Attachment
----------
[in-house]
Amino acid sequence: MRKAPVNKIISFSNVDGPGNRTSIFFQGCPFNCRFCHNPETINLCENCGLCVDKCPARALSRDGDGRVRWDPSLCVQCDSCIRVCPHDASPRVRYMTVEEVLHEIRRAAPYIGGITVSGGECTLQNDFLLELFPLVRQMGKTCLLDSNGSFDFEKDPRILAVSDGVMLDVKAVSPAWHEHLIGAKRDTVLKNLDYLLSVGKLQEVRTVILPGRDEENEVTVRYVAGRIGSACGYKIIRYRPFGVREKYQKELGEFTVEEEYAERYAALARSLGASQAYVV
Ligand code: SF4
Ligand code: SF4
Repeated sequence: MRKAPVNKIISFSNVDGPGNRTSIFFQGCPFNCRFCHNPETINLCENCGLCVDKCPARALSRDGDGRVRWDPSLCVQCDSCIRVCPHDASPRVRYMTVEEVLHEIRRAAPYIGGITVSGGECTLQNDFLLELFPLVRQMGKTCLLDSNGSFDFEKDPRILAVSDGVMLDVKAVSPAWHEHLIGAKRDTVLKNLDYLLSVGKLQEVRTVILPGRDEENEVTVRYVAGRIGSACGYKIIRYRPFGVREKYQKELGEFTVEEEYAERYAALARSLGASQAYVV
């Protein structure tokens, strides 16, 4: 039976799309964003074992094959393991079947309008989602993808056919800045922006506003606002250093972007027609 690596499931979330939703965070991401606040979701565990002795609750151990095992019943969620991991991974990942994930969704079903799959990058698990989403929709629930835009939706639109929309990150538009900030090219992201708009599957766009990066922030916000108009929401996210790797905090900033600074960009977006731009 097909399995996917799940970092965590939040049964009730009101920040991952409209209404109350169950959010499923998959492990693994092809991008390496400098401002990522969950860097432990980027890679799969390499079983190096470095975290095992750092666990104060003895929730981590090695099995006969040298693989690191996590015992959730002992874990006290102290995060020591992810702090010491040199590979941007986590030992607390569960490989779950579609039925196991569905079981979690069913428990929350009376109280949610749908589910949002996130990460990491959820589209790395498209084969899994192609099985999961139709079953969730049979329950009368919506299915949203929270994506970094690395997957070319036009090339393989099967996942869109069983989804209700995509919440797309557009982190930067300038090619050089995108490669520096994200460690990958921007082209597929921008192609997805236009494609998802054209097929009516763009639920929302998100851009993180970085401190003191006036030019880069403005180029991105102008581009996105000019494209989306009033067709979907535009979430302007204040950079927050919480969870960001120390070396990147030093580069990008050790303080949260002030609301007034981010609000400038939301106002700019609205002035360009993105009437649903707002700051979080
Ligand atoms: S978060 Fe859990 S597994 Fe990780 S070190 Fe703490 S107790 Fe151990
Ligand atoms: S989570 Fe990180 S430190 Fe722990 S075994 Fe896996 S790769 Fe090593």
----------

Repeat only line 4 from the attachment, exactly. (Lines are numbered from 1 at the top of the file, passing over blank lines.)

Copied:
Ligand code: SF4